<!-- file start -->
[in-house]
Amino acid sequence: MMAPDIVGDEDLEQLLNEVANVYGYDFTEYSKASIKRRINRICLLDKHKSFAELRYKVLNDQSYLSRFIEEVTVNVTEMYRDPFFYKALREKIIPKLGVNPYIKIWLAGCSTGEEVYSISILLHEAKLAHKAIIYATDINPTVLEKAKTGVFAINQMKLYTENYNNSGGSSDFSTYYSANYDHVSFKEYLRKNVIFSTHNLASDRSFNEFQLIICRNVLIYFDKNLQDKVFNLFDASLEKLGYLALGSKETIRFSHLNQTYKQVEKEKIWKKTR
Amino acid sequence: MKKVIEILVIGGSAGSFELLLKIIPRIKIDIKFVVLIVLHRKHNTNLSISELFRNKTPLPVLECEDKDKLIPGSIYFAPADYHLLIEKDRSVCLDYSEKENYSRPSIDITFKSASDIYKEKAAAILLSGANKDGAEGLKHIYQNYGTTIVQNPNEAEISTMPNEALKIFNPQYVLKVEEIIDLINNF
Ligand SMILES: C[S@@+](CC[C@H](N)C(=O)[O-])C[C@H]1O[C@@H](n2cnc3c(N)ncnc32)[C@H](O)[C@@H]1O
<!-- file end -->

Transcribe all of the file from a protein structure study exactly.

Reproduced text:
[in-house]
Amino acid sequence: MMAPDIVGDEDLEQLLNEVANVYGYDFTEYSKASIKRRINRICLLDKHKSFAELRYKVLNDQSYLSRFIEEVTVNVTEMYRDPFFYKALREKIIPKLGVNPYIKIWLAGCSTGEEVYSISILLHEAKLAHKAIIYATDINPTVLEKAKTGVFAINQMKLYTENYNNSGGSSDFSTYYSANYDHVSFKEYLRKNVIFSTHNLASDRSFNEFQLIICRNVLIYFDKNLQDKVFNLFDASLEKLGYLALGSKETIRFSHLNQTYKQVEKEKIWKKTR
Amino acid sequence: MKKVIEILVIGGSAGSFELLLKIIPRIKIDIKFVVLIVLHRKHNTNLSISELFRNKTPLPVLECEDKDKLIPGSIYFAPADYHLLIEKDRSVCLDYSEKENYSRPSIDITFKSASDIYKEKAAAILLSGANKDGAEGLKHIYQNYGTTIVQNPNEAEISTMPNEALKIFNPQYVLKVEEIIDLINNF
Ligand SMILES: C[S@@+](CC[C@H](N)C(=O)[O-])C[C@H]1O[C@@H](n2cnc3c(N)ncnc32)[C@H](O)[C@@H]1O